Death Comes to Pemberley by P.D. James
My rating: 2 of 5 stars
Summary: It is 1803, six years since Elizabeth and Darcy embarked on their life together at Pemberley, Darcy’s magnificent estate. Their peaceful, orderly world seems almost unassailable. Elizabeth has found her footing as the chatelaine of the great house. They have two fine sons, Fitzwilliam and Charles. Elizabeth’s sister Jane and her husband, Bingley, live nearby; her father visits often; there is optimistic talk about the prospects of marriage for Darcy’s sister Georgiana. And preparations are under way for their much-anticipated annual autumn ball.
Then, on the eve of the ball, the patrician idyll is shattered. A coach careens up the drive carrying Lydia, Elizabeth’s disgraced sister, who with her husband, the very dubious Wickham, has been banned from Pemberley. She stumbles out of the carriage, hysterical, shrieking that Wickham has been murdered. With shocking suddenness, Pemberley is plunged into a frightening mystery.
Inspired by a lifelong passion for Austen, P.D. James masterfully re-creates the world of Pride and Prejudice, electrifying it with the excitement and suspense of a brilliantly crafted crime story, as only she can write it.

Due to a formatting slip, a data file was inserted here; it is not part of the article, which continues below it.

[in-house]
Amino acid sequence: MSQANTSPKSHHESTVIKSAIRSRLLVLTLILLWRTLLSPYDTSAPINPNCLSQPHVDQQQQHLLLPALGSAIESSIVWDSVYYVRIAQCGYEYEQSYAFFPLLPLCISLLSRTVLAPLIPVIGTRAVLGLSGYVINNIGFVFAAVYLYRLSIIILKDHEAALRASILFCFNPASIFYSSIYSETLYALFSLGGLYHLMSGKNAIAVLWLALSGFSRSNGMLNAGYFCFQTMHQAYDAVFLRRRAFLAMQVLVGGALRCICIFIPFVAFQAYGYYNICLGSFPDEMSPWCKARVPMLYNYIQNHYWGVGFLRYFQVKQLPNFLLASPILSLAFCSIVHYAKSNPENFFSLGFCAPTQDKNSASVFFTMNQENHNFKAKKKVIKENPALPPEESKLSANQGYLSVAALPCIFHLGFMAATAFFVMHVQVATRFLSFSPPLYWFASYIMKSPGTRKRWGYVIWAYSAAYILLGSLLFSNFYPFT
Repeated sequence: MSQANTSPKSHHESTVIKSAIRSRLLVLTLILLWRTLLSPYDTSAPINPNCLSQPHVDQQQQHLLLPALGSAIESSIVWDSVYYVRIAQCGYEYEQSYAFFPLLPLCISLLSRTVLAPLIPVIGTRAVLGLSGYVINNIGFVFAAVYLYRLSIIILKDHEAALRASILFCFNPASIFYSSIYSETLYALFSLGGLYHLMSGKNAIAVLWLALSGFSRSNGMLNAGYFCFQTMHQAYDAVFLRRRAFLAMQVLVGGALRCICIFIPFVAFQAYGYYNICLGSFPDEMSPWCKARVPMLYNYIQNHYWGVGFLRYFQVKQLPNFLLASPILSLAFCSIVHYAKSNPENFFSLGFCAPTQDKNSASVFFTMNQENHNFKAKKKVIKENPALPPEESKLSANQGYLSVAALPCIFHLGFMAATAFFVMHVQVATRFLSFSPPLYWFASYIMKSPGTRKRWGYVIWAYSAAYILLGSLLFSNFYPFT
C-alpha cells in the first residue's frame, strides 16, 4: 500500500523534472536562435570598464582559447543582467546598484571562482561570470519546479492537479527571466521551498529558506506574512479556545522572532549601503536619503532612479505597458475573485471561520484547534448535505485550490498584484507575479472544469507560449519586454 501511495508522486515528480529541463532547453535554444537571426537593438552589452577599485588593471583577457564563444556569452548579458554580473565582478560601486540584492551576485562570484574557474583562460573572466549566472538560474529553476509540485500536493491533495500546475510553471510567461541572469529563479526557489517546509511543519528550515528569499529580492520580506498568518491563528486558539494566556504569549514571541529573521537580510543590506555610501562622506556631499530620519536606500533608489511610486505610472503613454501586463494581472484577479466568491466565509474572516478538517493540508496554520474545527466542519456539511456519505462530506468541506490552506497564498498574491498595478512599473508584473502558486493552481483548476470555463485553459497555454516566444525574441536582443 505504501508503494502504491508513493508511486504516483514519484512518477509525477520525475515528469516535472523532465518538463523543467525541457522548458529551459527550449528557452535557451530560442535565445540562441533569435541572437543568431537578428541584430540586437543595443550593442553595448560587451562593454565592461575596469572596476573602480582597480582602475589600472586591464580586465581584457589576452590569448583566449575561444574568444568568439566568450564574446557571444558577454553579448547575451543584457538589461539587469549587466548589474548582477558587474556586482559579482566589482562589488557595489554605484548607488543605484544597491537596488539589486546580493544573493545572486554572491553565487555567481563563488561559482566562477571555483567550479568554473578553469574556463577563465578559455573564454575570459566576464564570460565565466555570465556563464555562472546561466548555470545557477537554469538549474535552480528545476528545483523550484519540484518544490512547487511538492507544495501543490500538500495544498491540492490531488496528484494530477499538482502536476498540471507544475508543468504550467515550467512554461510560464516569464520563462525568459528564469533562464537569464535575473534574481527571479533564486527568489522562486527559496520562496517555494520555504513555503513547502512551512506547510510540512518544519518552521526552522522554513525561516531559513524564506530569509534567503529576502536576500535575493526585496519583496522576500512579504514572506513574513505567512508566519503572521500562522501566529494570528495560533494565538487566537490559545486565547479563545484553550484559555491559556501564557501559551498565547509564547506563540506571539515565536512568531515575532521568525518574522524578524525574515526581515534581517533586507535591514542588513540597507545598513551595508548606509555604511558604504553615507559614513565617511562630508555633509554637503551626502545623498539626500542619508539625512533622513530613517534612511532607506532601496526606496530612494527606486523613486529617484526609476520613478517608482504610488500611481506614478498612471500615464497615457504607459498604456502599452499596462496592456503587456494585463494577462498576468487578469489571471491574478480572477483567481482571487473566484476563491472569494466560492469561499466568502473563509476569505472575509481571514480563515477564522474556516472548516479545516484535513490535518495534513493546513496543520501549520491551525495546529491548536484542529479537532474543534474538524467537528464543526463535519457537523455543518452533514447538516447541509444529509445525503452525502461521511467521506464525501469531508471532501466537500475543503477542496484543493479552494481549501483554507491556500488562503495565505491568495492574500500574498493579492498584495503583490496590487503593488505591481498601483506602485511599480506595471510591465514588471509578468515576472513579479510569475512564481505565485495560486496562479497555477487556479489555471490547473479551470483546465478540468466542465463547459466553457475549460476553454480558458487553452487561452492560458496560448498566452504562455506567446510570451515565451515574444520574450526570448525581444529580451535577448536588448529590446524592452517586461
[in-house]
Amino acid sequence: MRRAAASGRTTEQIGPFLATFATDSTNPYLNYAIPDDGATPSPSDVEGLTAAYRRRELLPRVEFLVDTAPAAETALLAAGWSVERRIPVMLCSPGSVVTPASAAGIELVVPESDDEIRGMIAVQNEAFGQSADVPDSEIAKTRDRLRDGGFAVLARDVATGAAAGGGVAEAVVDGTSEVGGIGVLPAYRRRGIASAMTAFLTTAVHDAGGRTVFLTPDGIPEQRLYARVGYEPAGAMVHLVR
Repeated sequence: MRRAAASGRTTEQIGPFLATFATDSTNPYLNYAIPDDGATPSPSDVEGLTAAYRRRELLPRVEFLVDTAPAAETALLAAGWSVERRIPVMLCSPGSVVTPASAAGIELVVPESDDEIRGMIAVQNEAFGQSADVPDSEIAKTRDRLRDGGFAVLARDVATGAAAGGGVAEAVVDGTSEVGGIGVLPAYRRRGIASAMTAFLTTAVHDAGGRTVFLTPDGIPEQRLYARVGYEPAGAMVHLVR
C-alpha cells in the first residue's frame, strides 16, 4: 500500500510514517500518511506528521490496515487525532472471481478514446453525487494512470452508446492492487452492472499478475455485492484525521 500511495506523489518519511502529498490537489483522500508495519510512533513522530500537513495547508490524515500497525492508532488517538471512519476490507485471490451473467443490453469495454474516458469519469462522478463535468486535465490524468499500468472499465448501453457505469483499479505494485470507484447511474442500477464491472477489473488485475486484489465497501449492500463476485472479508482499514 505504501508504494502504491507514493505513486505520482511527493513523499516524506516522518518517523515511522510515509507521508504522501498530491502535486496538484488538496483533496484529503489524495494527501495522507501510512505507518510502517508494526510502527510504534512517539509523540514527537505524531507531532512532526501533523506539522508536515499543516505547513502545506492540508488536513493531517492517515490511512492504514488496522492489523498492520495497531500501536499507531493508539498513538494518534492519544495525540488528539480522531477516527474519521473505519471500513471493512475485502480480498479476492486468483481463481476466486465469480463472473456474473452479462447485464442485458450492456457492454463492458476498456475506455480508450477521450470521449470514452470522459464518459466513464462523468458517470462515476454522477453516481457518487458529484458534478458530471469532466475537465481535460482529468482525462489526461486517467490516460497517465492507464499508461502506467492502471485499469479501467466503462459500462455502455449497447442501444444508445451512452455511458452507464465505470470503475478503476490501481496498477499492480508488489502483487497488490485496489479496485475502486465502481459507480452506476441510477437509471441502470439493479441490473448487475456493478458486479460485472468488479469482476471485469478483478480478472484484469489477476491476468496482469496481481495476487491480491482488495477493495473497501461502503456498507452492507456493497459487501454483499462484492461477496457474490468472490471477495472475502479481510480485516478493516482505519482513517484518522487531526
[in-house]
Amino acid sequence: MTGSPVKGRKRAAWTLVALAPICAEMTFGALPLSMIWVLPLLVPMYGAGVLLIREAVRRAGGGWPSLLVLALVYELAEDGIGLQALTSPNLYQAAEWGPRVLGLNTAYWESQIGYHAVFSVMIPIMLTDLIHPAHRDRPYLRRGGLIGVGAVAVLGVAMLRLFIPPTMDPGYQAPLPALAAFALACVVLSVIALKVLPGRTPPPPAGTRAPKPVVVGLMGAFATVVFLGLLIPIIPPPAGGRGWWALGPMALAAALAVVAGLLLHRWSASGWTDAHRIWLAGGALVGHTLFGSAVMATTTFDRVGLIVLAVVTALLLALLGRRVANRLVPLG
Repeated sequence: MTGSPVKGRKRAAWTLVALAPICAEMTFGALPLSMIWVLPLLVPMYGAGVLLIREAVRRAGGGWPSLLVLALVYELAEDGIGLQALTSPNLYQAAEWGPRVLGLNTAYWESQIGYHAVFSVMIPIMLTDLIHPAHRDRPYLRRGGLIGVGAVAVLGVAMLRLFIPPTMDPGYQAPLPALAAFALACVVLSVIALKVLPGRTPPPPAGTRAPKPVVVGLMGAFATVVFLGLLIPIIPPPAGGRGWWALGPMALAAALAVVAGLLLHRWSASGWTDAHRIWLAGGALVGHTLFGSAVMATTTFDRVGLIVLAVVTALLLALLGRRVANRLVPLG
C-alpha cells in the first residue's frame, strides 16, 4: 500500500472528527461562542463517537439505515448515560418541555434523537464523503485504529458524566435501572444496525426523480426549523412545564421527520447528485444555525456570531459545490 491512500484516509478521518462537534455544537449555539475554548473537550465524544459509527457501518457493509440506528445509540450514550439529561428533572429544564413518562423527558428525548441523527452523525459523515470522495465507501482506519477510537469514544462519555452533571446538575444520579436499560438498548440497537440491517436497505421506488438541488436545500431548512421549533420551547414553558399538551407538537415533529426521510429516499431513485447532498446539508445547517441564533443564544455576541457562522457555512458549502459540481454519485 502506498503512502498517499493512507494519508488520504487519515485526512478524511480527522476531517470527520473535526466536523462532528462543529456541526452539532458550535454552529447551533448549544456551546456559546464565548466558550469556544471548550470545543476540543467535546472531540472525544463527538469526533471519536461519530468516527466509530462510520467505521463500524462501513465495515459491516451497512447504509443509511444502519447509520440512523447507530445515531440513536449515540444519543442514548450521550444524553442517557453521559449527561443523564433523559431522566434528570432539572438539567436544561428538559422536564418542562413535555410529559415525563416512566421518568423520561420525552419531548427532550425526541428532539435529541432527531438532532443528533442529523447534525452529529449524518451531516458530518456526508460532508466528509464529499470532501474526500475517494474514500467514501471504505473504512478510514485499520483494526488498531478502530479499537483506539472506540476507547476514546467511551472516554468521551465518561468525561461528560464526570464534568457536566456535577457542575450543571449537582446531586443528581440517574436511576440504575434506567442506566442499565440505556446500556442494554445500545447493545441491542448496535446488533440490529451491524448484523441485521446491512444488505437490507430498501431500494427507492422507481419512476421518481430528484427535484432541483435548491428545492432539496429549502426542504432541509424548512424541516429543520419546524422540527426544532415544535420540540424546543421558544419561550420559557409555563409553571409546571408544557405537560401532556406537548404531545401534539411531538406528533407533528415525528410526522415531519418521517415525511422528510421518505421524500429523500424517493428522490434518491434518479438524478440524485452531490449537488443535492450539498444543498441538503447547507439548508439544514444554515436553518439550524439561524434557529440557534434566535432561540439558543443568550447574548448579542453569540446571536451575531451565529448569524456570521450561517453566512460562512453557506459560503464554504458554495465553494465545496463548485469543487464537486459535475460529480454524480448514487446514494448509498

I decided to give this a read as I began watching the Masterpiece Mystery dramatisation on PBS. It's not unusual for me to do this, what I've experienced as a first was that upon finishing the book, I'd absolutely no desire to continue with the PBS series. I abandoned the television version because I simply didn't want to be bothered with this story any longer. I am disappointed. Lizzie and Darcy aren't my favorite Austen couple anyway (Anne & Captain Wentworth, for me please) so I'm not so beholden to the original material to be aggravated like this is some travesty against literature. With that said, I was a bit bored and it felt like this had very little life as reads go. I was excited for the mystery but once the reveal was done, there was still a bit to go to tie it all up and I didn't feel all that was warranted. Admittedly, it's a short book but I still think it was over long. I don't know that I'd recommend this as I believe most people do have other things they could be reading than a book that's a little less than okay and more middling than anything else.
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